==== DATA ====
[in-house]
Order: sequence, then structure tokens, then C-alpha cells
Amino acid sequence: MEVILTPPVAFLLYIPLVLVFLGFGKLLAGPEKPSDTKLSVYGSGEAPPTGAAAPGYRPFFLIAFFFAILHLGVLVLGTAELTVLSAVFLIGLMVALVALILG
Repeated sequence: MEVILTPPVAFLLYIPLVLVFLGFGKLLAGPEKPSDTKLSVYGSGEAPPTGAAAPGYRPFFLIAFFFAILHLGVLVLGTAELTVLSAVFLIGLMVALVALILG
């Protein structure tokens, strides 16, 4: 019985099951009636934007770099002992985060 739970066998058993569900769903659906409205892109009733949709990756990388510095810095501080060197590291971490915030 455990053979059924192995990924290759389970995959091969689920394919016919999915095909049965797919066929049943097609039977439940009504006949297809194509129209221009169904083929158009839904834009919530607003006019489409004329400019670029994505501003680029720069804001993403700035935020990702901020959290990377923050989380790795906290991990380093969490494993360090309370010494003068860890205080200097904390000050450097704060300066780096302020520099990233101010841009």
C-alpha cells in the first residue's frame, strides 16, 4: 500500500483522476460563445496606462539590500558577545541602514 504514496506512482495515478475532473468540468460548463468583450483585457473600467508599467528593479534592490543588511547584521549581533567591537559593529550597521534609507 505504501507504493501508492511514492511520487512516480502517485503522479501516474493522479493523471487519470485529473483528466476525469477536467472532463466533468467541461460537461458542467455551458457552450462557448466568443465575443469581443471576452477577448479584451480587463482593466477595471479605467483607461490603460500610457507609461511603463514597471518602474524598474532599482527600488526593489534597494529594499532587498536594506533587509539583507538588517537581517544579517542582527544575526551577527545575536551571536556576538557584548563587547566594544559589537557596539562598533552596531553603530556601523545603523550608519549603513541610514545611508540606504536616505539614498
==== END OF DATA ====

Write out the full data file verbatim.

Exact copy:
[in-house]
Order: sequence, then structure tokens, then C-alpha cells
Amino acid sequence: MEVILTPPVAFLLYIPLVLVFLGFGKLLAGPEKPSDTKLSVYGSGEAPPTGAAAPGYRPFFLIAFFFAILHLGVLVLGTAELTVLSAVFLIGLMVALVALILG
Repeated sequence: MEVILTPPVAFLLYIPLVLVFLGFGKLLAGPEKPSDTKLSVYGSGEAPPTGAAAPGYRPFFLIAFFFAILHLGVLVLGTAELTVLSAVFLIGLMVALVALILG
């Protein structure tokens, strides 16, 4: 019985099951009636934007770099002992985060 739970066998058993569900769903659906409205892109009733949709990756990388510095810095501080060197590291971490915030 455990053979059924192995990924290759389970995959091969689920394919016919999915095909049965797919066929049943097609039977439940009504006949297809194509129209221009169904083929158009839904834009919530607003006019489409004329400019670029994505501003680029720069804001993403700035935020990702901020959290990377923050989380790795906290991990380093969490494993360090309370010494003068860890205080200097904390000050450097704060300066780096302020520099990233101010841009």
C-alpha cells in the first residue's frame, strides 16, 4: 500500500483522476460563445496606462539590500558577545541602514 504514496506512482495515478475532473468540468460548463468583450483585457473600467508599467528593479534592490543588511547584521549581533567591537559593529550597521534609507 505504501507504493501508492511514492511520487512516480502517485503522479501516474493522479493523471487519470485529473483528466476525469477536467472532463466533468467541461460537461458542467455551458457552450462557448466568443465575443469581443471576452477577448479584451480587463482593466477595471479605467483607461490603460500610457507609461511603463514597471518602474524598474532599482527600488526593489534597494529594499532587498536594506533587509539583507538588517537581517544579517542582527544575526551577527545575536551571536556576538557584548563587547566594544559589537557596539562598533552596531553603530556601523545603523550608519549603513541610514545611508540606504536616505539614498